DUI in Wayne, Oakland and Macomb Counties – 3 Things that WILL Happen

If you are facing a Michigan DUI charge, the list of things that can happen to you certainly seems long and scary.  In my role as a local, Wayne, Oakland and Macomb County DUI lawyer, I have written extensively (this is my 300th DUI article) about how very few of them will ever happen.  In a 1st offense drunk driving case, for example, and with only 1 possible exception out of the 115 district court Judges in the Metro-Detroit, Tri-County area, jail is simply NOT on the menu, meaning it’s just not going to happen.  In this short article, I want to shift the focus away from fear-based marketing and scare tactics found in so many other places, and look, instead, at the 3 things that WILL happen in every drinking and driving case that goes through the court system.

3-300x262First, there will be at least some restriction to your driver’s license.  Even so, let’s start with the good news: if this is a 1st offense charge (that includes an OWI with BAC .17 or more, also known as “High BAC”), you will NOT lose the ability to drive.  If, however, you are convicted a 2nd DUI charge within 7 years, or a 3rd within 10 years, your license will be revoked (meaning taken away for good, and not simply suspended for a time), unless you enter into a sobriety court program.  The majority of DUI cases in the court system are 1st offenses, so if yours is one of them, this means that instead of worrying about losing your license, you should be looking at the restrictions likely to be placed upon it.

In a 1st offense case, what ultimately happens to your license depends on what your lawyer negotiates as part of a plea bargain, NOT on your initial charge.  Thus, someone charged with OWI or High BAC should not worry about the license penalties that go along with the offense listed on their ticket or court notice, but instead on what sanctions follow the final deal ultimately worked out by their lawyer.  Consider this: In a High BAC case, a person will be required to drive using an ignition interlock, and on a restricted license for 10 and 1/2 months after serving a 45-day “hard” suspension where he or she cannot drive at all.  However, I am able to negotiate most of my client’s High BAC charges down to Impaired Driving (OWVI), and the license sanction for that is merely 90 days of a restricted license, allowing the person to drive to, from and during the course of work, for school, medical treatment and such.  The real upshot of the 90-day restriction is that a person just cannot do any pleasure driving for 3 months.  This is much better than the penalties he or she feared when originally charged with High BAC.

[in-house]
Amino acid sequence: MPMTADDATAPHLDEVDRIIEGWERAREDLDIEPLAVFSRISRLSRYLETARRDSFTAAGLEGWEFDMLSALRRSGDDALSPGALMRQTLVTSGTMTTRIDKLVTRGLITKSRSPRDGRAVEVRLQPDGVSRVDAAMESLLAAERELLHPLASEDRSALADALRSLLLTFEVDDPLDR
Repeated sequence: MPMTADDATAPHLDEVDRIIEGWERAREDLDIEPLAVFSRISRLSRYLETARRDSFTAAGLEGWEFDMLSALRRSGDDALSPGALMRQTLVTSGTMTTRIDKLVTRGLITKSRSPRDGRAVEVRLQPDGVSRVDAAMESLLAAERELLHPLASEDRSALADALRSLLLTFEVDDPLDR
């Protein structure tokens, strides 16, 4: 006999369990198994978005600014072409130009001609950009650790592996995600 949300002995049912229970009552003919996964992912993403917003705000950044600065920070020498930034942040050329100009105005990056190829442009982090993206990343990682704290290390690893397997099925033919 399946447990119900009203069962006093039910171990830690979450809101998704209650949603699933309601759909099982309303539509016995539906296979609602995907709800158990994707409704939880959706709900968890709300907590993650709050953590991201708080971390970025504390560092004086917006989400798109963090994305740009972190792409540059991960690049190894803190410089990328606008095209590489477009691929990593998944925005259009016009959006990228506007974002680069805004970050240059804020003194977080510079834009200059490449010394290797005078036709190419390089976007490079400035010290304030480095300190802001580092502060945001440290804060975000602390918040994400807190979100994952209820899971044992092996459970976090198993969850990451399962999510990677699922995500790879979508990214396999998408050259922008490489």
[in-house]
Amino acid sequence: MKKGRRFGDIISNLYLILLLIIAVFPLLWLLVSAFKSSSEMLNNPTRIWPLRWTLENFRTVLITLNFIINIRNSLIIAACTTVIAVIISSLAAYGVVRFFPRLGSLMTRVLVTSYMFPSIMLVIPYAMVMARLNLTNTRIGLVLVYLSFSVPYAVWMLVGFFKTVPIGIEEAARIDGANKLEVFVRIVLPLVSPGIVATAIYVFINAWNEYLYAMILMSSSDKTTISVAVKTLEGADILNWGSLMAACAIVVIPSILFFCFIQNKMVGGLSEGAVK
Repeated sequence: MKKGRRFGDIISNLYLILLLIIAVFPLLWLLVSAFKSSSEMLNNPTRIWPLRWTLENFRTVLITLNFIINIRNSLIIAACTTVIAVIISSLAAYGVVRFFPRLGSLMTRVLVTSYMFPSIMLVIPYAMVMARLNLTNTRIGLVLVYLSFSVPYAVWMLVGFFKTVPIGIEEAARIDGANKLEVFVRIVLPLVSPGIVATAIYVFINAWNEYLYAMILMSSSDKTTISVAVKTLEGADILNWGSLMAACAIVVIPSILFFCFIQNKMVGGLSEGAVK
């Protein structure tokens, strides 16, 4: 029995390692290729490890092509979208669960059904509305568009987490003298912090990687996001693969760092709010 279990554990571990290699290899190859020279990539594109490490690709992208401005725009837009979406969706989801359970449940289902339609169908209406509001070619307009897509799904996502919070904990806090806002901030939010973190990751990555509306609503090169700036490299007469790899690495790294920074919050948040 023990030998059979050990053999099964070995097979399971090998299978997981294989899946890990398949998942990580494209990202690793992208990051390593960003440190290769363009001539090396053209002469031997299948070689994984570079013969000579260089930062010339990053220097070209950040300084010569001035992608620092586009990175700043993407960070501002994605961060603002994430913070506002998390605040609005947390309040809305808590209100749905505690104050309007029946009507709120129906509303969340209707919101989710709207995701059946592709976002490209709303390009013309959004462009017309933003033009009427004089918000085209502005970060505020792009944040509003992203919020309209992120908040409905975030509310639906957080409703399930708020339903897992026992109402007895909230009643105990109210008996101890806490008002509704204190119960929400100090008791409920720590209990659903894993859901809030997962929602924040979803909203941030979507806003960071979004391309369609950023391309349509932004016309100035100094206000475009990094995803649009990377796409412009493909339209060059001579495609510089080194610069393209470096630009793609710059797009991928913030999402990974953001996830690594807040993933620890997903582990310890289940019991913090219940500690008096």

The bottom line is that unless you manage to get your DUI charge “knocked out” of court, there will be a license penalty of some kind.  This really underscores the importance of carefully examining all the evidence in an attempt to beat the case, or, as most often happens, work out the best plea bargain possible.  And while all that’s going on, you’ll be under the jurisdiction of the court, and be required to follow certain rules, one of which we’ll look at next.

Second, you will take a break from drinking for a while.  Anyone charged with a drunk driving offense will be be on some kind of bond while the case is pending (even if it’s a personal bond that requires no money to be posted), and that bond is certain to have a condition that prohibits any drinking whatsoever.  In most courts, that condition will be enforced by some kind of alcohol testing.  As far as case outcomes go, a term of probation is likely in most DUI cases (although it can be avoided in some), and is almost certain to continue that “no drinking” requirement as well as the testing to ensure compliance.

This isn’t really such a big deal, but you’d be surprised how many people make it into one:  “You mean I can’t even have a beer, or a glass of wine with dinner?”